But big deal! These are movies after all. Similar to what a caricature is of a person, an unreal and hyperbolic representation of reality, like this movie, exaggerates aspects of the subject it represents. If we can enjoy comics, if Anna Hazare is okay with cartoons that give him a mammoth sized parrot nose, we got to learn to be okay with wearing lungis on screen. How sad is it if we aren't okay with a joke made out of us? If the comedy isn't hilarious enough, laugh at the attempt or the movie itself. I did that watching Aiyya and it was a jolly good evening. 

Talking about stereotyping.. to the richer nations, India is that crowded picture that TLC paints of us: we pray to cows, charm snakes, read palms and prophesize, spend hours in the yoga room, ride buffalos and horses on the roads, sit on the pavement dressed in rags and scream things raucously in the already cacophonous street where vehicles try to find a way to get through the stubborn crowds. We are too many people and too small a land that we can mostly be found in herds doing the aforementioned. It was funny when Oprah got her backsides kicked and handed to her after her melodramatic show of poverty in India and not so much when Slum Dog Millionaire was resented for its biased exposé of a few aspects handpicked from the massive arsenal of “the world’s most diverse country”. Anyone stereotypes us, we get all mad; we run on the roads, burn effigies and paint their pictures with coal. And our channel calls Harsha Bhogle or Khushbhoo or any person they find, so Arnab can do what he does: let’s not talk about that further. The whole of India jumps up and down. And then in the evening, we sit down for tea. We talk about the world and politics and then about countries like Somalia. Arrey you don’t know Somalia? It is that country with malnourished children and anorexic people. It has dangerous, life-threatening insects too; it’s in Africa after all.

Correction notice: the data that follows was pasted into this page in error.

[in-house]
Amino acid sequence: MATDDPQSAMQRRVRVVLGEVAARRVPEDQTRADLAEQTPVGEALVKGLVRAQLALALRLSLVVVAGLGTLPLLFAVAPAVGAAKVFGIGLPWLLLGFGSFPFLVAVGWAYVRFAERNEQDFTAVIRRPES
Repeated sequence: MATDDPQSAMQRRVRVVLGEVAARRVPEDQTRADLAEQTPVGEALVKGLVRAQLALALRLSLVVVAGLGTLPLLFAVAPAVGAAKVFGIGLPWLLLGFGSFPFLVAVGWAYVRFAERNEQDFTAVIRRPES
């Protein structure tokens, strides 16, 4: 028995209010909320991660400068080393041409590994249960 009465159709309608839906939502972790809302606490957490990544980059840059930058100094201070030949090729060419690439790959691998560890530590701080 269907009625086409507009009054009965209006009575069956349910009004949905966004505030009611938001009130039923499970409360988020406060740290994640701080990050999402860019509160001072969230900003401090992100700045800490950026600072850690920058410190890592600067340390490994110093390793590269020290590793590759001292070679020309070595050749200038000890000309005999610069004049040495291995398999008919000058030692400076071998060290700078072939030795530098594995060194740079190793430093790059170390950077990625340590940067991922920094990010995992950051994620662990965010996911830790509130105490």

Stereotyping is an amalgam of partial comprehension, ignorance, creativity and a lot of exaggeration. It’s human to classify and stereotype. We can’t abstain from it, yet we make a loud hoo-ha when it’s not us that’s doing the doing. What hypocrisy!

And I talk about hypocrisy: again, what hypocrisy!